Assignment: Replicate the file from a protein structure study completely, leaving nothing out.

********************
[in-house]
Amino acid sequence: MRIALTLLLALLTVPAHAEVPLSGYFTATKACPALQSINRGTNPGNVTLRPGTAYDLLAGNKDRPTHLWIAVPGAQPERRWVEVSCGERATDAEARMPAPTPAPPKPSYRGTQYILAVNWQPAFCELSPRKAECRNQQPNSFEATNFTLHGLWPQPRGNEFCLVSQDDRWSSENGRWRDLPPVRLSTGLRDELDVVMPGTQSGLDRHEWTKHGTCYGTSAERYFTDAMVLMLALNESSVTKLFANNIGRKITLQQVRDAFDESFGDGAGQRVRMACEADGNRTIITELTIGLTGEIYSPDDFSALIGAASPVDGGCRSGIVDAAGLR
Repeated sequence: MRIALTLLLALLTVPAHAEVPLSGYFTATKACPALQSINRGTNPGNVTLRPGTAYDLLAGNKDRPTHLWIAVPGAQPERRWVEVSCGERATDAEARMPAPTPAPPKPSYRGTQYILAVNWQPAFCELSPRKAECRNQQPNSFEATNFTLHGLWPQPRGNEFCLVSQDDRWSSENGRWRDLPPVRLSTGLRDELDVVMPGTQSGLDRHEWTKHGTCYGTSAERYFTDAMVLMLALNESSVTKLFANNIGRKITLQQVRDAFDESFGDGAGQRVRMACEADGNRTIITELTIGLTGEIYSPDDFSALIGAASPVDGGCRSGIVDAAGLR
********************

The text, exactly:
[in-house]
Amino acid sequence: MRIALTLLLALLTVPAHAEVPLSGYFTATKACPALQSINRGTNPGNVTLRPGTAYDLLAGNKDRPTHLWIAVPGAQPERRWVEVSCGERATDAEARMPAPTPAPPKPSYRGTQYILAVNWQPAFCELSPRKAECRNQQPNSFEATNFTLHGLWPQPRGNEFCLVSQDDRWSSENGRWRDLPPVRLSTGLRDELDVVMPGTQSGLDRHEWTKHGTCYGTSAERYFTDAMVLMLALNESSVTKLFANNIGRKITLQQVRDAFDESFGDGAGQRVRMACEADGNRTIITELTIGLTGEIYSPDDFSALIGAASPVDGGCRSGIVDAAGLR
Repeated sequence: MRIALTLLLALLTVPAHAEVPLSGYFTATKACPALQSINRGTNPGNVTLRPGTAYDLLAGNKDRPTHLWIAVPGAQPERRWVEVSCGERATDAEARMPAPTPAPPKPSYRGTQYILAVNWQPAFCELSPRKAECRNQQPNSFEATNFTLHGLWPQPRGNEFCLVSQDDRWSSENGRWRDLPPVRLSTGLRDELDVVMPGTQSGLDRHEWTKHGTCYGTSAERYFTDAMVLMLALNESSVTKLFANNIGRKITLQQVRDAFDESFGDGAGQRVRMACEADGNRTIITELTIGLTGEIYSPDDFSALIGAASPVDGGCRSGIVDAAGLR